Americans already pay three times more for prescription drugs than our counterparts around the world. With the recent approval of Aducanumab, an exorbitantly expensive and unproven Alzheimer’s drug, intensified costs are expected to become a fixture of American health care spending for years to come. The drug’s $56,000 price tag and estimated $11,200 out-of-pocket cost will push Aducanumab out of reach for the vast majority of patients, as the total cost is nearly double the income of 50 percent of Medicare beneficiaries. While the costs of Aducanumab are extreme, they don’t stop with the medication. PET scans and MRIs, which are not covered by Medicare for Aducanumab treatment, play a crucial role in the drug’s use, creating additional out-of-pocket expenses. The treatment of millions of patients will increase premiums and cost-sharing requirements across the board, particularly for seniors on Medicare. No one should be forced to decide between treatment for a devastating disease and financial ruin.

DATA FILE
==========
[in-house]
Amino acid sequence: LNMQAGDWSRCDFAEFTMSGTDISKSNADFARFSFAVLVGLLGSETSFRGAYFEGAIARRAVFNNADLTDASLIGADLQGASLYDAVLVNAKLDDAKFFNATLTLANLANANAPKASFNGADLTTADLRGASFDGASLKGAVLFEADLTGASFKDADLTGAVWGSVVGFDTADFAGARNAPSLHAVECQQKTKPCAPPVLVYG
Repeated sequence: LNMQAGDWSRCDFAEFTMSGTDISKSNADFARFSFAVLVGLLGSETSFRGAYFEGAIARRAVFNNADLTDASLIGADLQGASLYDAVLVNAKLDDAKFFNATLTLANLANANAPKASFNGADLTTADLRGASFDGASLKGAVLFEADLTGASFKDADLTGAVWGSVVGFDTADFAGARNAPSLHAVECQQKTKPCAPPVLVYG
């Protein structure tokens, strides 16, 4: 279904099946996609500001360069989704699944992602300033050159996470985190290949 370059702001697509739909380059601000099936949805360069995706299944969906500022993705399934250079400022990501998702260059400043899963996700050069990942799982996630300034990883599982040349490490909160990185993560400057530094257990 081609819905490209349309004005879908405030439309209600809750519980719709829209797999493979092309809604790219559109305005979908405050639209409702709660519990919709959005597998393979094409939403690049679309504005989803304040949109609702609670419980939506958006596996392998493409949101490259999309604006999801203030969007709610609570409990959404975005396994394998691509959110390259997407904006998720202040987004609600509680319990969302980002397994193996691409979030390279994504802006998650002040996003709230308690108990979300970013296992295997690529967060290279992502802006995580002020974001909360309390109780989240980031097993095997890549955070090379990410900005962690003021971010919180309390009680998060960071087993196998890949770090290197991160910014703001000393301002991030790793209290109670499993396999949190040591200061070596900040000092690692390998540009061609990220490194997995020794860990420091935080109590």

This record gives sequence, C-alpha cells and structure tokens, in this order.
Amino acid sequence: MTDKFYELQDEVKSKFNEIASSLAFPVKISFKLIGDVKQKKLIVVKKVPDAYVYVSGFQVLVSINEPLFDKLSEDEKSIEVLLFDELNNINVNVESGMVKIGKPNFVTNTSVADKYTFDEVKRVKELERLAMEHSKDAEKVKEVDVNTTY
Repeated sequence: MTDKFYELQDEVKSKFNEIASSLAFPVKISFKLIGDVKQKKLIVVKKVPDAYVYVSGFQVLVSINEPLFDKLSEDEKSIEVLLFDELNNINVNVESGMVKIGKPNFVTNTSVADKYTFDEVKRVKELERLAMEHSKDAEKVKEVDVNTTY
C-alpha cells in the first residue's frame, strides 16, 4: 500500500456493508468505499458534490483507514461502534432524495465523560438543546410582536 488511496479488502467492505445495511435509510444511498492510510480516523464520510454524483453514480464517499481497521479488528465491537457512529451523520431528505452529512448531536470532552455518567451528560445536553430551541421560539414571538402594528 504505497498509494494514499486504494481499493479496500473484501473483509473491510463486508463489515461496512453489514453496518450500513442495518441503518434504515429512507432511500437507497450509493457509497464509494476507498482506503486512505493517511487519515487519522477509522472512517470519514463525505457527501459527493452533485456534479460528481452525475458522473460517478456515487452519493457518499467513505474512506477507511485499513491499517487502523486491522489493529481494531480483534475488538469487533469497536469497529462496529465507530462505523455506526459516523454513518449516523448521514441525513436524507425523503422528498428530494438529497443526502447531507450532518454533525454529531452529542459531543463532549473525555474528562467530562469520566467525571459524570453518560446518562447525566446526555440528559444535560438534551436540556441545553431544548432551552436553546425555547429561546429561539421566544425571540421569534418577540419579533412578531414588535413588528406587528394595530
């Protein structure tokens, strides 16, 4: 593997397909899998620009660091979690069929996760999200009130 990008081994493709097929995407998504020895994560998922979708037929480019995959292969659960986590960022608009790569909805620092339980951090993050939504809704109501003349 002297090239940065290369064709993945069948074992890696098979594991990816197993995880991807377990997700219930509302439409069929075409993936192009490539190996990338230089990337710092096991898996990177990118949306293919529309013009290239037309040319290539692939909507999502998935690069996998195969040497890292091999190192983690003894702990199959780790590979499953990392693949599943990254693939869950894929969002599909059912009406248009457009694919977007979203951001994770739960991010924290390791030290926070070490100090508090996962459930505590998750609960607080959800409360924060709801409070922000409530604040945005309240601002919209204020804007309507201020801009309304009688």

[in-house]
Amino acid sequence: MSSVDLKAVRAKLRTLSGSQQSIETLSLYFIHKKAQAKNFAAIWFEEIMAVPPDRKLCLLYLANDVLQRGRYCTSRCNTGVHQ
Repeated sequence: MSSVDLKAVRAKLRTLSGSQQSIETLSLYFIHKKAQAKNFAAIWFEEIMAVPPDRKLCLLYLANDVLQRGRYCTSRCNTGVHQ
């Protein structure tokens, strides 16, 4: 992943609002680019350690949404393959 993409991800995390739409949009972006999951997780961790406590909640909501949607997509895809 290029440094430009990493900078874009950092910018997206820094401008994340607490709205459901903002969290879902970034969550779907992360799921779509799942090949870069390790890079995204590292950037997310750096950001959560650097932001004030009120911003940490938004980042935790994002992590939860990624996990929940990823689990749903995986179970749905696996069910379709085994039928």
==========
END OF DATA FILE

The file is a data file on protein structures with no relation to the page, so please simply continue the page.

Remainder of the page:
Biogen’s greed is appalling —profits over patients, families, and the nation’s health care system. The public understands that drug manufacturers like Biogen are exploiting a broken system that allows skyrocketing drug costs at the expense of all else. That is why the majority of Americans support giving Medicare the power to negotiate for lower drug prices. Requiring Big Pharma to play fair will save nearly $600 billion on prescription drug costs, which can be reinvested to strengthen health care for millions of Americans, including those with Alzheimer’s. These savings could establish an out-of-pocket cap for drug costs under Medicare and expand Medicare benefits to include hearing, vision, and dental.

KEY POINTS

  • Biogen’s blatant greed is financially devastating to Alzheimer’s patients. Aducanumab, can provide no benefit to those suffering from Alzheimer’s if they cannot afford to access it. The drug’s $56,000 annual price creates out-of-pocket expenses so prohibitive, many will be unable to access the care they have been desperately waiting for. While Biogen enjoys soaring share prices, patients and their families will be forced to make the impossible choice between treatment and financial ruin.